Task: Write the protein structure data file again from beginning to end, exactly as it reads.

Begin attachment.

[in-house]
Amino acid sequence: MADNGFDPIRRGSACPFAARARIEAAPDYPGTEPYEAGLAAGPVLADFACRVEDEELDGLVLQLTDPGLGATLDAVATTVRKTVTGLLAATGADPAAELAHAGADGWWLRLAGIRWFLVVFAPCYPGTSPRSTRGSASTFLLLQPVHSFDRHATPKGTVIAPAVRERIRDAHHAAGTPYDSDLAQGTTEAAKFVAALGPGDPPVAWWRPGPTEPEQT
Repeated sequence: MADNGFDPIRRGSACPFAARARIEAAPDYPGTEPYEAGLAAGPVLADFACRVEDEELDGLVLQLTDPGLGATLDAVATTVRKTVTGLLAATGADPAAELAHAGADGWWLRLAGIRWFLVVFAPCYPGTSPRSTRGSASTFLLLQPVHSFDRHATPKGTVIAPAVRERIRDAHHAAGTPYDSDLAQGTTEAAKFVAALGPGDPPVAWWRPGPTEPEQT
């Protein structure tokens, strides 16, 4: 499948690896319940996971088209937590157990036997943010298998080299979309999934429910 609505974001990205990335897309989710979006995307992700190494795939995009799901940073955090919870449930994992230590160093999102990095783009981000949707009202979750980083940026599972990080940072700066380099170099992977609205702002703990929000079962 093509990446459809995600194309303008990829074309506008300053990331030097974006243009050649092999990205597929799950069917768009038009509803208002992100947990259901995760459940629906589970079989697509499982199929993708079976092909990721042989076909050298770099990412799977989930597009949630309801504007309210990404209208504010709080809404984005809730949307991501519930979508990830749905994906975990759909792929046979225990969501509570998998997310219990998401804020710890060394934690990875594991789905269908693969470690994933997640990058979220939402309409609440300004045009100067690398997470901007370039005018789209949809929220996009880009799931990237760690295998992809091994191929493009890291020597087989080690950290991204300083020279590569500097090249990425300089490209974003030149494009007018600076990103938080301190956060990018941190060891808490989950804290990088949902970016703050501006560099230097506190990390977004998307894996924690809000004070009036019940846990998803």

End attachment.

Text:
[in-house]
Amino acid sequence: MADNGFDPIRRGSACPFAARARIEAAPDYPGTEPYEAGLAAGPVLADFACRVEDEELDGLVLQLTDPGLGATLDAVATTVRKTVTGLLAATGADPAAELAHAGADGWWLRLAGIRWFLVVFAPCYPGTSPRSTRGSASTFLLLQPVHSFDRHATPKGTVIAPAVRERIRDAHHAAGTPYDSDLAQGTTEAAKFVAALGPGDPPVAWWRPGPTEPEQT
Repeated sequence: MADNGFDPIRRGSACPFAARARIEAAPDYPGTEPYEAGLAAGPVLADFACRVEDEELDGLVLQLTDPGLGATLDAVATTVRKTVTGLLAATGADPAAELAHAGADGWWLRLAGIRWFLVVFAPCYPGTSPRSTRGSASTFLLLQPVHSFDRHATPKGTVIAPAVRERIRDAHHAAGTPYDSDLAQGTTEAAKFVAALGPGDPPVAWWRPGPTEPEQT
């Protein structure tokens, strides 16, 4: 499948690896319940996971088209937590157990036997943010298998080299979309999934429910 609505974001990205990335897309989710979006995307992700190494795939995009799901940073955090919870449930994992230590160093999102990095783009981000949707009202979750980083940026599972990080940072700066380099170099992977609205702002703990929000079962 093509990446459809995600194309303008990829074309506008300053990331030097974006243009050649092999990205597929799950069917768009038009509803208002992100947990259901995760459940629906589970079989697509499982199929993708079976092909990721042989076909050298770099990412799977989930597009949630309801504007309210990404209208504010709080809404984005809730949307991501519930979508990830749905994906975990759909792929046979225990969501509570998998997310219990998401804020710890060394934690990875594991789905269908693969470690994933997640990058979220939402309409609440300004045009100067690398997470901007370039005018789209949809929220996009880009799931990237760690295998992809091994191929493009890291020597087989080690950290991204300083020279590569500097090249990425300089490209974003030149494009007018600076990103938080301190956060990018941190060891808490989950804290990088949902970016703050501006560099230097506190990390977004998307894996924690809000004070009036019940846990998803």